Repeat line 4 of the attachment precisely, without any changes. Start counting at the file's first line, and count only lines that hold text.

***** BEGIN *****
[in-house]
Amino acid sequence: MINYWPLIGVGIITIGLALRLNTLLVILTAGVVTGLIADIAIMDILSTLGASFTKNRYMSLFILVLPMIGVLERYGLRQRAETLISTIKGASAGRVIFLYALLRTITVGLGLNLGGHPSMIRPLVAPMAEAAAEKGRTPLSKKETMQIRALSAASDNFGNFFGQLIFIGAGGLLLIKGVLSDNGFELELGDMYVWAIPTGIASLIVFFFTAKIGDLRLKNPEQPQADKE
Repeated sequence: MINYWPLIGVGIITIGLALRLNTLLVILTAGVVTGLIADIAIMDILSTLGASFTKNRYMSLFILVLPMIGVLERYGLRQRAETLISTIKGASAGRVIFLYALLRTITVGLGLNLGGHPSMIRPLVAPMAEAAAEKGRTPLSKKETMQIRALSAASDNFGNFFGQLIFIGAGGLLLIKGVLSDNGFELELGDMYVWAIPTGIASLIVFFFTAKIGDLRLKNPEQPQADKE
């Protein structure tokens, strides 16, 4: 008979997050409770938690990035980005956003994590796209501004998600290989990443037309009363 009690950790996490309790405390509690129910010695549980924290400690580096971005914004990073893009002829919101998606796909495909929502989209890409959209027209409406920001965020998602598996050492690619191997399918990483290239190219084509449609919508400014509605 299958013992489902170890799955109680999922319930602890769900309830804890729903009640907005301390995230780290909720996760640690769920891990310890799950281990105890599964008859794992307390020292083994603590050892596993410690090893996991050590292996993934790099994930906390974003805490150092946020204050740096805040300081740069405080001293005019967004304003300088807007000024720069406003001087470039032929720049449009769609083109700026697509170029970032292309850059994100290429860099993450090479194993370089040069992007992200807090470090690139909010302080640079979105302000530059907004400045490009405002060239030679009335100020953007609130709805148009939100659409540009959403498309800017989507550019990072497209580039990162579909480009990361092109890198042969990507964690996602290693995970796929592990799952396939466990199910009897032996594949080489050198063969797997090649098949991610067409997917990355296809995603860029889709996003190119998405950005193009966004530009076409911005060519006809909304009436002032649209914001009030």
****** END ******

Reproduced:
């Protein structure tokens, strides 16, 4: 008979997050409770938690990035980005956003994590796209501004998600290989990443037309009363 009690950790996490309790405390509690129910010695549980924290400690580096971005914004990073893009002829919101998606796909495909929502989209890409959209027209409406920001965020998602598996050492690619191997399918990483290239190219084509449609919508400014509605 299958013992489902170890799955109680999922319930602890769900309830804890729903009640907005301390995230780290909720996760640690769920891990310890799950281990105890599964008859794992307390020292083994603590050892596993410690090893996991050590292996993934790099994930906390974003805490150092946020204050740096805040300081740069405080001293005019967004304003300088807007000024720069406003001087470039032929720049449009769609083109700026697509170029970032292309850059994100290429860099993450090479194993370089040069992007992200807090470090690139909010302080640079979105302000530059907004400045490009405002060239030679009335100020953007609130709805148009939100659409540009959403498309800017989507550019990072497209580039990162579909480009990361092109890198042969990507964690996602290693995970796929592990799952396939466990199910009897032996594949080489050198063969797997090649098949991610067409997917990355296809995603860029889709996003190119998405950005193009966004530009076409911005060519006809909304009436002032649209914001009030």